The Truth on Fitness
The Cybex Research Institute, under the guidance of Dr. Paul Juris,
has the directive of discovering the scientific truths that verify the information
disseminated to the fitness community and the products engineered by Cybex International.
In this section, "The Truth on Fitness", the Institute will examine a variety of
pertinent fitness topics, and present credible basic science and evidence-based
conclusions that will help our readers make smart decisions about their own fitness
methods and practices. To learn more about the truth on fitness, click on a link
With an understanding of the definitions related to the core as well as tests currently utilized to
measure core function, now it is possible to attempt to determine what aspects of core function hold
any significance toward injury prevention or functional outcomes. Are we mystified by the core, or
is there evidence to suggest that it is truly critical to function?
In Part 1 of this series, a definition of the core and differentiation between core strength and core
stability was provided. Many have claimed that the core is critical to athletic performance, by
potentially decreasing injury rates of the lumbar spine and lower extremities or by aiding in the
transfer of power from the legs to the upper body. Because of this, various tests have been developed
in an attempt to measure core function. In addition to testing, many of the activities in these
protocols are commonly promoted as exercises to increase core strength or stability. Part II will
critically examine many of the popular methods currently used to quantify core function.
Recently, the fitness industry has been obsessed with the core. Almost every piece
of fitness equipment or workout plan promises to deliver ‘six pack’ abs. Many in
the industry have begun to emphasize how a strong core is critical for increasing
one’s abilities to perform activities of daily living, improving athletic performance,
and even preventing injury. Is the allure of having a six pack mystifying us about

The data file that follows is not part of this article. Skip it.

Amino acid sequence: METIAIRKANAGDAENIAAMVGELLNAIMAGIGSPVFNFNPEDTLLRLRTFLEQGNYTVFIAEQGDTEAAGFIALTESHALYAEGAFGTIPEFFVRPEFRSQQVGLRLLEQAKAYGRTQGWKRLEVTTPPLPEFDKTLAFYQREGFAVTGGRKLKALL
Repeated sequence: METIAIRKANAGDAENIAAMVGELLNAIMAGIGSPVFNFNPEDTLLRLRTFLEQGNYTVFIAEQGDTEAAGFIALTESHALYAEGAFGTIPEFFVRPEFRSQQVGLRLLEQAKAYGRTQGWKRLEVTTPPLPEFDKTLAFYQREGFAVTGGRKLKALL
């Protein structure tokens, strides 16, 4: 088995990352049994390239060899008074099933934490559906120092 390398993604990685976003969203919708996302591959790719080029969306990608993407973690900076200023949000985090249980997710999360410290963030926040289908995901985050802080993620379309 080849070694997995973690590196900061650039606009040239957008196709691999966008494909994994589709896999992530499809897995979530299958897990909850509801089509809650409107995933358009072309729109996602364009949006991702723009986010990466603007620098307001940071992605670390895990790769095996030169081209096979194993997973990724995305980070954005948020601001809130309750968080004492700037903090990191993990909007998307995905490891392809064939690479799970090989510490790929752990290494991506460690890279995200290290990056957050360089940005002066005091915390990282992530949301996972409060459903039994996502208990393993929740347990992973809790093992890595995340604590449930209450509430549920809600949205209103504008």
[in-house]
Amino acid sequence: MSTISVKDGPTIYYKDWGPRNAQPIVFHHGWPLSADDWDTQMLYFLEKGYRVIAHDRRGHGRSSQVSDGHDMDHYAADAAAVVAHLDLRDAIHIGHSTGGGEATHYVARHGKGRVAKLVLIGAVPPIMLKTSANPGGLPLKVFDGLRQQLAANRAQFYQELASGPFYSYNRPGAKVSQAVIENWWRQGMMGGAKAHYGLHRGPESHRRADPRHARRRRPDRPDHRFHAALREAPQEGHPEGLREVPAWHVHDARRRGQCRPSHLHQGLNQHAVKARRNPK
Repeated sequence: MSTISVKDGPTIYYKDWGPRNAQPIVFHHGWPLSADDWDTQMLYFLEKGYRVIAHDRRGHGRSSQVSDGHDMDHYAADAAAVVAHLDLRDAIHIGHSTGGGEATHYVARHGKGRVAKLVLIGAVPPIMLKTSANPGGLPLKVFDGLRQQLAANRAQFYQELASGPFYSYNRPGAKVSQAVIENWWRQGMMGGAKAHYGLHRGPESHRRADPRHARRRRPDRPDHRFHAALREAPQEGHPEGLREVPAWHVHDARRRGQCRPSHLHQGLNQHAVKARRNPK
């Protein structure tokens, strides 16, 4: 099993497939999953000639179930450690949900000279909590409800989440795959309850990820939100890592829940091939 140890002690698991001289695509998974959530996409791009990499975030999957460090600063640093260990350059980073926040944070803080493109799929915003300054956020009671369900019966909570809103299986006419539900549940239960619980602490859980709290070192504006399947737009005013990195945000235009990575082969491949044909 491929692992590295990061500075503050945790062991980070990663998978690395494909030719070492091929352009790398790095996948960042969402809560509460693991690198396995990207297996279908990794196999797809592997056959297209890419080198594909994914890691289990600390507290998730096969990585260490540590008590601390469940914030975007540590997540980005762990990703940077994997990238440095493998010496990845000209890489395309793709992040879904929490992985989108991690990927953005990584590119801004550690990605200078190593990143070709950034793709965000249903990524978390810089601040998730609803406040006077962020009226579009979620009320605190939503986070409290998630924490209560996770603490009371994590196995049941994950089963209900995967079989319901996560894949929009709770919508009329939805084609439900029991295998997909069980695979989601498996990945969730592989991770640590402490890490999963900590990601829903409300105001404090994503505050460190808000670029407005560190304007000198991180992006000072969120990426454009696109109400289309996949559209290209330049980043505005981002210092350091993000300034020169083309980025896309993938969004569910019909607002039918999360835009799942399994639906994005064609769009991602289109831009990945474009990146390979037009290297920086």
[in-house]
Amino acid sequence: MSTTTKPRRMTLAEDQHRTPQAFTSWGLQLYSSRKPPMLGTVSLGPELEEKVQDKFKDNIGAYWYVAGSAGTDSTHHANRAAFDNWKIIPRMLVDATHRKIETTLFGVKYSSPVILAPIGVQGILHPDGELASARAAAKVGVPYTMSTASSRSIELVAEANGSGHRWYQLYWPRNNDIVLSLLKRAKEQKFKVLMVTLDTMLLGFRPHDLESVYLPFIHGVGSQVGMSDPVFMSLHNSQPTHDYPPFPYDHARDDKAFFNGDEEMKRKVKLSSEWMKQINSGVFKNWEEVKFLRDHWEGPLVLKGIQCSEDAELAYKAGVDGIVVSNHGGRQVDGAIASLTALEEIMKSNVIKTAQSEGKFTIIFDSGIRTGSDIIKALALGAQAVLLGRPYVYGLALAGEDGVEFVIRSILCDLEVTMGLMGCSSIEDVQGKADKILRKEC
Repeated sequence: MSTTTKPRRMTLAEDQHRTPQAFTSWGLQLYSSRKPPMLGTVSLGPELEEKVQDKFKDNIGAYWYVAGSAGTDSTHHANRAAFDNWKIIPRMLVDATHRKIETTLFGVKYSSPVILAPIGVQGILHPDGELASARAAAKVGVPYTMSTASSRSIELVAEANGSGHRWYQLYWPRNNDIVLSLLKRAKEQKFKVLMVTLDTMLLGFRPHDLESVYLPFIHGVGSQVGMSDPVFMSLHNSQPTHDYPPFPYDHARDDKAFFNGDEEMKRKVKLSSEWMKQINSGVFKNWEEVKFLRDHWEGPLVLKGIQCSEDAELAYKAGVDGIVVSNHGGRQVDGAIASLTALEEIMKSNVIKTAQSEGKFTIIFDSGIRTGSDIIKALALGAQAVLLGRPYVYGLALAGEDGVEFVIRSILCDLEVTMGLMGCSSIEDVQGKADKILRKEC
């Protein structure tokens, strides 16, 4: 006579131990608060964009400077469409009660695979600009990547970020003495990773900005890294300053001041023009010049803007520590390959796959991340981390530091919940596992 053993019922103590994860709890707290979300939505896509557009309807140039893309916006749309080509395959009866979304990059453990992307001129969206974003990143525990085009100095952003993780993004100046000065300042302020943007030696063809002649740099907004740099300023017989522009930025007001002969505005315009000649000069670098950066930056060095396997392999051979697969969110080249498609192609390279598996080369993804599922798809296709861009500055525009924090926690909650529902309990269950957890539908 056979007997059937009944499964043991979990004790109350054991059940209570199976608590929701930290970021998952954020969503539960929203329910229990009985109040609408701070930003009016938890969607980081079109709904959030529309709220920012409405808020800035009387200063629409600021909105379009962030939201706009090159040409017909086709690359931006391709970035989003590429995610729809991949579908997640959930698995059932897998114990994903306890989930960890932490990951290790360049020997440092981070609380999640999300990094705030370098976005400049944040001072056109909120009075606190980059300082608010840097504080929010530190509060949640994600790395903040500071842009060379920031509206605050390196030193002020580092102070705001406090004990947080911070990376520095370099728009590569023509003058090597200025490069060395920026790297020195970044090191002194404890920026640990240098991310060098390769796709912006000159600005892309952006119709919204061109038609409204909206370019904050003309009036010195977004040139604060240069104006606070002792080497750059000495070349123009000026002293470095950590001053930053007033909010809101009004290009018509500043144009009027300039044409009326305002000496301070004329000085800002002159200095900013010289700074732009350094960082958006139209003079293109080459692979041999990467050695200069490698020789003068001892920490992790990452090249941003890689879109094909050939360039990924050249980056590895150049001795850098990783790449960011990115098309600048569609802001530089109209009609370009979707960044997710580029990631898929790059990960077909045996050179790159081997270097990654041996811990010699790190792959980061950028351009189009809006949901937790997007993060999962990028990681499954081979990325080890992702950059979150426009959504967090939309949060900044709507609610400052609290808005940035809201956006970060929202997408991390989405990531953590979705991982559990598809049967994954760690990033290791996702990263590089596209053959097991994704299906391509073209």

the importance of core training? If core focused exercises alone won’t lead to a
six pack, will they improve functional outcomes? To read the full article click
on the title above.
Among the many concepts that exist within the functional training continuum, one
of the more common is the notion of specificity. In a sense, this may be the defining
characteristic of functional training. To read the full analysis presented by Dr.
Paul Juris, click on the title above.
In today's functionally oriented fitness world, there is a growing sentiment, that
amongst strength machines, selectorized training devices are inappropriate, while
cable-based systems are the method of choice. The crux of this argument is rooted
in the belief that strength, gained through movements which are defined by the machine,
does not transfer to daily skills. User-defined movements, some have argued, will
result in more "transferable" strength gains. To read the full article click on
the title above.
Trends in the fitness industry come and go, but one has captured the attention and
stayed with the public like no other; functional training. Exercises promoting benefits
to specific functions have exploded in our gyms with a seemingly endless myriad
of methods and exercises being offered. The functional training movement continues
to grow at a rapid pace gathering new converts daily. However, the movement itself
may be based more on opinions and beliefs rather than on empirical scientific evidence.
Dr. Paul Juris, Executive Director of the Cybex Research Institute,
asks the question "What is functional exercise?" To read the full article click
on the title above.
Of the many highly scrutinized exercises used in fitness and rehabilitation settings,
the one subjected to the strongest opposition is the leg extension. Opponents of
the leg extension claim that the exercise imposes too much stress on the connective
tissues of the knee joint. Various other concerns lead detractors to proclaim the
leg extension "off limits". Adding support to the anti-extension movement are those
who argue that leg extensions are simply not functional, given that isolated movement
about the knee bears little resemblance to normal functional activities. Some theorists
have insinuated that such strengthening is actually detrimental to motor performance.
Others have even commented that they "would never waste their time doing leg extensions."
How did such strong opinions opposing the leg extension come to exist? To read the
full article click on the title above.